Chicago | Reuters — U.S. wheat futures closed higher Tuesday on a technical bounce a day after the spot July contract neared a two-week low, and on worries about dry weather in the Black Sea crop region, analysts said.
Corn also advanced, rebounding from a two-month low, while soybeans closed mixed as nearby contracts lost ground to back months.
Chicago Board of Trade July wheat settled up 4-3/4 cents at $5.10 a bushel while July corn ended up three cents at $3.83-3/4 per bushel after falling to $3.80, its lowest since March 23 (all figures US$).
CBOT July soybeans closed down 1/2 cent at $10.01-1/4 after briefly dipping below $10.
“Lower-than-expected U.S. corn and winter wheat crop ratings and persistent dryness in South Russia’s wheat area provided good support for CBOT corn and wheat futures,” Dan Cekander, president of DC Analysis, said in a client note.
The U.S. Department of Agriculture late Monday rated 37 per cent of the U.S. winter wheat crop in good to excellent condition, down from 38 per cent a week earlier.
USDA saw the U.S. corn crop as 78 per cent good to excellent, down from 79 per cent the previous week. But ratings were still among the highest for this point in the season over the last 20 years.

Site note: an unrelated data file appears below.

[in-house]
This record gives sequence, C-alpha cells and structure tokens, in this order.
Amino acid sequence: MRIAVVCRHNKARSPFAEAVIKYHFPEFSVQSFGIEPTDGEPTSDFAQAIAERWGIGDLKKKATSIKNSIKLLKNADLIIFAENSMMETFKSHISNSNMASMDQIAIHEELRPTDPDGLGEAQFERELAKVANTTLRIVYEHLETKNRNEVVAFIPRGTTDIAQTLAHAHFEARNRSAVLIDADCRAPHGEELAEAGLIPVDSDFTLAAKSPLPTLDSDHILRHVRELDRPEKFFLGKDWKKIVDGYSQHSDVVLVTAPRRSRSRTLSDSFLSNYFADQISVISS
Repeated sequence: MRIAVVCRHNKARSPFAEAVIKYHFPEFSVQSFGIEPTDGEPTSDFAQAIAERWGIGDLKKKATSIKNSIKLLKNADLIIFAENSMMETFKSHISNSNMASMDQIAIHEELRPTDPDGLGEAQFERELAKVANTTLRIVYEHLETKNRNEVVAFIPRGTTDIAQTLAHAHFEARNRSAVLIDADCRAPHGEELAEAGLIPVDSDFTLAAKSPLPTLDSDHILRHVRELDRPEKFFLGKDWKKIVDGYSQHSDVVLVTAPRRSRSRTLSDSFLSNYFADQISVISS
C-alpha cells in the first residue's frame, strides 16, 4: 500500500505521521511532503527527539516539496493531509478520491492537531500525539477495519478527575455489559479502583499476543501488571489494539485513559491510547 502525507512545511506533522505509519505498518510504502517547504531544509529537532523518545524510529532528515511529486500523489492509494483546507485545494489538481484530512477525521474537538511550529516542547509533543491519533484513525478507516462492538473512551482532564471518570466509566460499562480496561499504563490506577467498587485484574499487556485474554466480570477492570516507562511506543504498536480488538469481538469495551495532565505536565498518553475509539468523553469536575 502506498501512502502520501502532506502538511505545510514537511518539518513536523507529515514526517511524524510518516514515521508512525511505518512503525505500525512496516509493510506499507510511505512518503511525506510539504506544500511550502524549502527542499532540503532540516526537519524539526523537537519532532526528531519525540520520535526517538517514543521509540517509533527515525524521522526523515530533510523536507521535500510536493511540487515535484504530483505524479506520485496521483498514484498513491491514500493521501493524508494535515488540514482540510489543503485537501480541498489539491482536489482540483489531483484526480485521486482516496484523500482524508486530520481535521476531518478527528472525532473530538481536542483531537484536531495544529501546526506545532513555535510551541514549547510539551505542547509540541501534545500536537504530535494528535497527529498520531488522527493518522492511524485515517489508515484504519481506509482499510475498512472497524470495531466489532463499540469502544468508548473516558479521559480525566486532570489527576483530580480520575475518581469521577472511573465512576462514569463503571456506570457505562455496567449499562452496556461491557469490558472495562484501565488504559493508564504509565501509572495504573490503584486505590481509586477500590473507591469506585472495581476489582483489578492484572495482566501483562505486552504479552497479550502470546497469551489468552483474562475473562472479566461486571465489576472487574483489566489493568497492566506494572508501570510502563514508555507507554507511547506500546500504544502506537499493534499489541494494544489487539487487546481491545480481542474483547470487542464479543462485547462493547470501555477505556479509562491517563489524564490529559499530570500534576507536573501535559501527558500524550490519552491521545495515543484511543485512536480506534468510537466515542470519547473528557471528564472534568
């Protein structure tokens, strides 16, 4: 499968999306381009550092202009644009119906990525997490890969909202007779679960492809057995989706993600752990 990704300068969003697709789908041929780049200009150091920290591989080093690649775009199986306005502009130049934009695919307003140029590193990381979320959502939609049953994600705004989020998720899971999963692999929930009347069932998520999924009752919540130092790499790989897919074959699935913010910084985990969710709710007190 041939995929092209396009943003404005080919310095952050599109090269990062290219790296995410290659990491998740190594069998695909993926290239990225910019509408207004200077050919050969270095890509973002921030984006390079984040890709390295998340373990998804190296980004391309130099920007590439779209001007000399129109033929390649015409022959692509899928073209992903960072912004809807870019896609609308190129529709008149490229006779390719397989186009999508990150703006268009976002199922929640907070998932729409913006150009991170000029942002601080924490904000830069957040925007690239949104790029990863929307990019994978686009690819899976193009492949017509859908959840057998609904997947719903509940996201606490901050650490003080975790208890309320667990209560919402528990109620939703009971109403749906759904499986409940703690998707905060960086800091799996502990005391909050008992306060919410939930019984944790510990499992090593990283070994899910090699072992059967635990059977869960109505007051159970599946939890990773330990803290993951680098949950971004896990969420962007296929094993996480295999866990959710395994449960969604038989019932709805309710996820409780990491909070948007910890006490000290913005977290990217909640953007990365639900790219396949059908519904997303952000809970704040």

“The corn market has recovered a little bit but it is mainly bargain-buying,” said Phin Ziebell, agribusiness economist at National Australia Bank. “U.S. weather looks good for the crop and any rally in this situation is unlikely.”
USDA rated 75 per cent of the U.S. soybean crop as good to excellent in its initial rating of the crop, boosting expectations for a big 2018 harvest. That factor may have contributed to bear-spreading, with nearby soybean futures contracts losing ground to back months.
Tensions between the U.S. and major trading partners hung over the market. Mexico put tariffs on American products ranging from steel to pork and bourbon, retaliating against import duties on metals imposed by President Donald Trump.
But CBOT soybeans appeared to draw support from news of an offer by China to import an extra $70 billion of American goods over a year. China is the world’s biggest soy importer. Trump was to meet with his trade advisers to discuss China’s offer.
“The trade dispute is hard to read; that’s why we danced around,” said Don Roose, president of U.S. Commodities.
Soybean futures “were down early in the session on good crop ratings, and held together on optimism that maybe we were going to have positive results,” Roose said, referring to China’s import offer.
— Julie Ingwersen is a Reuters commodities correspondent in Chicago; additional reporting by Michael Hogan in Hamburg and Naveen Thukral in Singapore.